Monday 29 March 2010

Nigeria: Stand Up! For Nigeria

Not to be dignified
When that mendicant (read megalomaniac) from Libya first suggested Nigeria split up, I considered it beneath me to dignify his rant with an opinion, having never equivocated about the entity of Nigeria or the identity of Nigerian, I could not be perturbed.
However, this new atrocity of a comment from Muammar Gaddafi [1] requires a comprehensive put-down but better still it is that one opportunity for true Nigerians to stand up for their country in purpose, in unity and in truth.
Feeling the whole of Nigeria
I do wish I had lived all around Nigeria, I only lived in the North and the SouthWest, but I do speak two of the three major indigenous languages of Nigeria.
My mother was born in the SouthWest, grew up in the North before travelling out for studies and returned to the North afterwards, she however speaks the three indigenous languages even though she learnt the third without having first visited that region.
She can well pass for an indigene in any of those places for her command of the language and her understanding of nuances of those tongues.
I remember my father struggling with his Hausa lessons, he really did not need to speak Hausa but the sense of Nigerian in him lead to his desire to integrate.
The great Nigeria
But Nigeria as a whole is a wonderful place, a country of 150 million people, maybe 250 tribes and just as many nations but with a common purpose and identity of which we must all be proud and be ready to defend.
If no one has yet seen the evil, despicable and Machiavellian notion of Colonel Gaddafi, review once again his absurd suggestion.
Nigeria should split along ethnic lines, if Nigeria really had clear-cut ethnic lines there might be a second to consider it, but to then give the example of the Yugoslavian split, it sends a clear message of a deep felt hatred for everyone who boldly declares their Nigerian pride.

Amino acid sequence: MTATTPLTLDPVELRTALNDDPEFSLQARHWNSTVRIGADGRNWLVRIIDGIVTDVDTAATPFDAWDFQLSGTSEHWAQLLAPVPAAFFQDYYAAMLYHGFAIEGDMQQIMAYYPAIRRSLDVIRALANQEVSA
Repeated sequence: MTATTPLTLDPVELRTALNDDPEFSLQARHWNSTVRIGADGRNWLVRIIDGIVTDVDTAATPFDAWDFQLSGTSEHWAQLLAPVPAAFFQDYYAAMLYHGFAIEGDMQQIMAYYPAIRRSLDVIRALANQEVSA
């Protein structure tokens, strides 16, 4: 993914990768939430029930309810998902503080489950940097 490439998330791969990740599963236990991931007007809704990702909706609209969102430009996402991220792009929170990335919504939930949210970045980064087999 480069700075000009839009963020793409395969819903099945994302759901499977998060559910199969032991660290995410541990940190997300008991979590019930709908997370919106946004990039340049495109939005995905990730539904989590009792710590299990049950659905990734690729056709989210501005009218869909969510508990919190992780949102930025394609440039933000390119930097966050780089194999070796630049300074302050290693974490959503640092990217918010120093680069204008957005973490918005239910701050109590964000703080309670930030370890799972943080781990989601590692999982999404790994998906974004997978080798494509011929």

Working this Nigeria
I would have welcomed the peace of a Czechoslovakian split, but Yugoslavia is one of bloodshed, sectarian violence, war, genocide and backwardness in comparison to ones neighbours - a split would make our sad history of Biafra child's play.
Obviously, we have to find ways to accentuate the things that make us uniquely and wonderfully Nigerians whilst we in unity militate against those things that divide us and take us away from the common purpose and desire of a great fatherland, great to us and great also in Africa. That potential greatness threatens small minds.
There is no clamour for self-determination in our country; what we seek is equity, justice, fairness and peace - with all the abundant resources of our rich country used to the welfare and development of our people by honest, courageous and visionary leaders.
This is the time to ask yourself if you are really Nigerian or someone seeking an unviable fiefdom with speculations of Utopia that do not exist.
The country we have
For 96 years, we have had the entity called Nigeria, whilst it was handed to us by colonial masters, we have run this country for 49 of those years, very few of the countries of colonial progeny that have split up in Africa have ever done so peacefully.
Nigerians need to rise above their religiosity and primitive clannish tendencies to the promise of a worthwhile commitment to a place called Nigeria.
We inter-marry along all sorts of lines, religious, ethnic, tribal, ideological and what else, we have one pledge, one anthem and one identity – it is Nigerian.
Any division would definitely lead to abnormal divisions which is very much like a cancerous growth which eventually kills the host – you can begin to kill Nigeria by entertaining the rotten thought of division and watch it die or starve this travesty of an utterance of oxygen and make Nigeria rise by condemning the notion in its entirety.
You can however allow a Libyan dictator to take away your right to be a Nigerian, but for me, all men would have departed the earth before Nigeria is no more.
My fellow compatriots – Stand Up for Nigeria.

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